In lieu of an abstract, here is a brief excerpt of the content:

Reviewed by:
  • Popular Democracy in Japan: How Gender and Community Are Changing Modern Electoral Politics
  • Patricia Boling (bio)
Popular Democracy in Japan: How Gender and Community Are Changing Modern Electoral Politics. By Sherry Martin. Cornell University Press, Ithaca, 2011. xv, 191 pages. $39.95.

Sherry Martin’s book sets out to explain a paradox: how is it that people who have long expressed anger, distrust, and estrangement from politics still think participation is worthwhile? And why in particular would Japanese women—who are typically unaffiliated with any political party, underrepresented in legislatures, and badly paid in the labor market—feel enough attachment to and interest in politics to turn out in greater numbers than men to vote? Martin’s explanation takes us through recent electoral reforms and changes in political leadership at the national level, results of the 2000 Japanese Election and Democracy Survey (JEDS), findings from focus groups she conducted in 2001, a discussion of trends in local politics and elections, and a brief consideration of lifelong learning programs facilitated by the Ministry of Education, Culture, Sports, Science, and Technology. [End Page 464]

Martin generates several interesting insights about voter discontent from her analysis of the composite responses to open-ended questions in the JEDS: voters want political leaders to be less parochial, to think in big-picture terms about the public good rather than focusing so narrowly on self-advancement and acquiring public works projects for their districts. They see politicians as old and as reinforcing norms of seniority that give power to those who have served the longest, thus shutting bright, young leaders out of the action. They worry about widening class disparities and increased decentralization, which puts more of the responsibility for providing social welfare on local governments instead of the national government at the very moment when the aging population is making this more burdensome. They fear that linkage structures have broken down, making them feel more distant from national politics and less able to voice their interests, and they feel more attached to local than national politics. They hanker for a new style of politics that is more responsive to the voices of ordinary citizens. Noting that the problems and disaffection identified by the JEDS respondents are being voiced more broadly, Martin then moves her argument along three different trajectories, discussing national elections and politics, local and prefectural elections, and participation in communities of practice as a way women especially are learning to be active citizens.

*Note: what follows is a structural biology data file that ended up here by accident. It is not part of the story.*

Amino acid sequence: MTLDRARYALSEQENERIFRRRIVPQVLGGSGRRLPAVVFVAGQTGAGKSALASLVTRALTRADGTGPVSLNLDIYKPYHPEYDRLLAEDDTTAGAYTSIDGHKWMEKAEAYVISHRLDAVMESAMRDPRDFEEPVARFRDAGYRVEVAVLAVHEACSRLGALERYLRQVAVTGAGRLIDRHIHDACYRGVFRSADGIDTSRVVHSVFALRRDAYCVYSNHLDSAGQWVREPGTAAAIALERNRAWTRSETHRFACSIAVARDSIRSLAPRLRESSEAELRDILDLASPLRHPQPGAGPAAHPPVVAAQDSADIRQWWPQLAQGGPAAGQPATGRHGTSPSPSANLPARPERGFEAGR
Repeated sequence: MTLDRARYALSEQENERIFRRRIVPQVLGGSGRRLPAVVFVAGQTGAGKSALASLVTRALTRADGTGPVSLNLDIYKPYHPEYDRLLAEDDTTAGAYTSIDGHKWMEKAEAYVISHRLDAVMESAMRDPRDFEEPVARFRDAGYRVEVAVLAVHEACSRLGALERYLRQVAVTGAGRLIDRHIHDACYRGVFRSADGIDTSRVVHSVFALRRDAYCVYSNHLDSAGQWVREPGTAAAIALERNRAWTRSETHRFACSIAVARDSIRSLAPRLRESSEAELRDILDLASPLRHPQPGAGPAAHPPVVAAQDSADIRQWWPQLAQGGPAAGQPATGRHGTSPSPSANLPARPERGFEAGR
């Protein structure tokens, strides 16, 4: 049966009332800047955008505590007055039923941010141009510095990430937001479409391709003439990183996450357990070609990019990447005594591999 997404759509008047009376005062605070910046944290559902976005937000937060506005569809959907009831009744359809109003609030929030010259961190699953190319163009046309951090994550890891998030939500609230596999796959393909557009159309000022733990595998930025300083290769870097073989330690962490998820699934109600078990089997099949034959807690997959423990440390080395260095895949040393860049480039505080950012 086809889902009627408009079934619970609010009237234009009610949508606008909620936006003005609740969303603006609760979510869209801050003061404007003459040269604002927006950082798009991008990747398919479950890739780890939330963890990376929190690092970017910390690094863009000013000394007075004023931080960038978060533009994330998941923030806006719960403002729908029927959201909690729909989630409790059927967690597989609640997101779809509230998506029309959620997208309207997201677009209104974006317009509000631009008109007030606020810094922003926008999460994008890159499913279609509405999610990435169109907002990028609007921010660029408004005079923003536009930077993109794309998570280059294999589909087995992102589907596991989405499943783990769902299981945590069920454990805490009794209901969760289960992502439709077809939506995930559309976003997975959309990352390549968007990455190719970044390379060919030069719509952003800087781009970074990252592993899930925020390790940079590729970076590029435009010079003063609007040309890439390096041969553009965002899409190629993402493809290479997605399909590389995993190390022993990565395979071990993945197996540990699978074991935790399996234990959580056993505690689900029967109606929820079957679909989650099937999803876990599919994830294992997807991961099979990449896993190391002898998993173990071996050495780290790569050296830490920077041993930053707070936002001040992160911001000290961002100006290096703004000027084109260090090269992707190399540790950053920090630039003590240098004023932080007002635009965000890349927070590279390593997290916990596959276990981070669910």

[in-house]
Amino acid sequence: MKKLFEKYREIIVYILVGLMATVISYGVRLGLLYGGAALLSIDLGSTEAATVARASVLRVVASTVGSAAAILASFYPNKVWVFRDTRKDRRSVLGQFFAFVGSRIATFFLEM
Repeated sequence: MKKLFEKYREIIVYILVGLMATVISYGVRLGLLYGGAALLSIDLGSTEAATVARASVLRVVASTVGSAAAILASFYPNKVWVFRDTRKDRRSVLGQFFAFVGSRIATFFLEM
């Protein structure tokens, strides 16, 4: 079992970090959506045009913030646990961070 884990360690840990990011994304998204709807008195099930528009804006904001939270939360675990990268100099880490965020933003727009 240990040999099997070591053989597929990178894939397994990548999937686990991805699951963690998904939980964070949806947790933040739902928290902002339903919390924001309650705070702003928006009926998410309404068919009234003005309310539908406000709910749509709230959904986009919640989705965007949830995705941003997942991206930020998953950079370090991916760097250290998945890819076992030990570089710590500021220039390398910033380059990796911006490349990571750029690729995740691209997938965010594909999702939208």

Martin offers a pithy analysis of Japanese electoral behavior and political leadership since 1993, when the Liberal Democratic Party (LDP) lost its absolute majority in the Diet and was forced to form coalition governments. She notes that many Japanese express a desire for direct election of prime ministers and like the idea of a more “presidential” form of independent, strong leadership, in part because so many prime ministers have been short-lived and unpopular. Koizumi Jun’ichirō, the most successful prime minister since 1993, ran against the old-line traditional LDP, representing a new maverick approach. He communicated well with the public, using “wide shows” to appeal to largely female audiences and language that people could easily understand. Koizumi often went over the heads of political opponents to appeal directly to the public to support his positions (what Samuel Kernell calls “going public,” a leadership style common in the United States1). Martin also describes the more typical pattern where prime ministers start with tepid approval ratings which then fall precipitously, making them ineffective leaders who are unable to enact their campaign promises, and she offers insight into the reasons why the first Democratic Party of Japan (DPJ) prime minister, Hatoyama Yukio, fell from grace in 2010. She views the strong surge of support for the DPJ in the 2009 House of Representatives election as an example of the power of political mobilization [End Page 465] by ordinary citizens who are skeptical of traditional elite parties and politics as usual but who are willing to back outsiders and mavericks and are willing to organize at the grass-roots level to support a vision of political leadership that is more open and populist.

To help us understand Koizumi’s...


Additional Information

Print ISSN
pp. 464-468
Launched on MUSE
Open Access
Back To Top

This website uses cookies to ensure you get the best experience on our website. Without cookies your experience may not be seamless.